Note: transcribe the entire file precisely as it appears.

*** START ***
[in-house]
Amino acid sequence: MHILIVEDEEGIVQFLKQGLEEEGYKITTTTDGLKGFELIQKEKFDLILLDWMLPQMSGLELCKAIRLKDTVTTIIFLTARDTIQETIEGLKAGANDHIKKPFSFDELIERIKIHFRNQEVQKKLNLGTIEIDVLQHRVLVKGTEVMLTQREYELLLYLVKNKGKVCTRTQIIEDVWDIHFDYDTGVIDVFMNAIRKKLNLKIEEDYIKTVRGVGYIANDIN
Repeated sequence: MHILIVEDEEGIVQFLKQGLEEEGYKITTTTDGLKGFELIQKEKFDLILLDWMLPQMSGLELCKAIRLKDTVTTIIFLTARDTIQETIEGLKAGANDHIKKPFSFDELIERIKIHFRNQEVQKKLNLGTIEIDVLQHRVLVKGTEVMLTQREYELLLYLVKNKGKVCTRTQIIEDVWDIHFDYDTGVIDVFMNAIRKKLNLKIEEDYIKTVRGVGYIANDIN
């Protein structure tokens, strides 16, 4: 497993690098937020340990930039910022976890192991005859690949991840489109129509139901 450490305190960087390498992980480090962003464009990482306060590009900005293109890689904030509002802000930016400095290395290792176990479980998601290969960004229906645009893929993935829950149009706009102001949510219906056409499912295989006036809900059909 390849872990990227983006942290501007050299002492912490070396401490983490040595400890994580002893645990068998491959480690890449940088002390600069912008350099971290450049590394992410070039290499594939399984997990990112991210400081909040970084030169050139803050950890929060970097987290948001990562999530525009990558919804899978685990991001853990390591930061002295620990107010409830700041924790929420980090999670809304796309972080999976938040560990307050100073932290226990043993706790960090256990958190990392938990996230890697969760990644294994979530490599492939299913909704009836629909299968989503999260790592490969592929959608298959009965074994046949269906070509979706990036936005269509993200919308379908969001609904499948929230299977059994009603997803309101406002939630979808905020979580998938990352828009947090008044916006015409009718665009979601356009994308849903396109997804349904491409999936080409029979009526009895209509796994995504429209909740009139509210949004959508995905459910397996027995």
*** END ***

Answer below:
[in-house]
Amino acid sequence: MHILIVEDEEGIVQFLKQGLEEEGYKITTTTDGLKGFELIQKEKFDLILLDWMLPQMSGLELCKAIRLKDTVTTIIFLTARDTIQETIEGLKAGANDHIKKPFSFDELIERIKIHFRNQEVQKKLNLGTIEIDVLQHRVLVKGTEVMLTQREYELLLYLVKNKGKVCTRTQIIEDVWDIHFDYDTGVIDVFMNAIRKKLNLKIEEDYIKTVRGVGYIANDIN
Repeated sequence: MHILIVEDEEGIVQFLKQGLEEEGYKITTTTDGLKGFELIQKEKFDLILLDWMLPQMSGLELCKAIRLKDTVTTIIFLTARDTIQETIEGLKAGANDHIKKPFSFDELIERIKIHFRNQEVQKKLNLGTIEIDVLQHRVLVKGTEVMLTQREYELLLYLVKNKGKVCTRTQIIEDVWDIHFDYDTGVIDVFMNAIRKKLNLKIEEDYIKTVRGVGYIANDIN
């Protein structure tokens, strides 16, 4: 497993690098937020340990930039910022976890192991005859690949991840489109129509139901 450490305190960087390498992980480090962003464009990482306060590009900005293109890689904030509002802000930016400095290395290792176990479980998601290969960004229906645009893929993935829950149009706009102001949510219906056409499912295989006036809900059909 390849872990990227983006942290501007050299002492912490070396401490983490040595400890994580002893645990068998491959480690890449940088002390600069912008350099971290450049590394992410070039290499594939399984997990990112991210400081909040970084030169050139803050950890929060970097987290948001990562999530525009990558919804899978685990991001853990390591930061002295620990107010409830700041924790929420980090999670809304796309972080999976938040560990307050100073932290226990043993706790960090256990958190990392938990996230890697969760990644294994979530490599492939299913909704009836629909299968989503999260790592490969592929959608298959009965074994046949269906070509979706990036936005269509993200919308379908969001609904499948929230299977059994009603997803309101406002939630979808905020979580998938990352828009947090008044916006015409009718665009979601356009994308849903396109997804349904491409999936080409029979009526009895209509796994995504429209909740009139509210949004959508995905459910397996027995």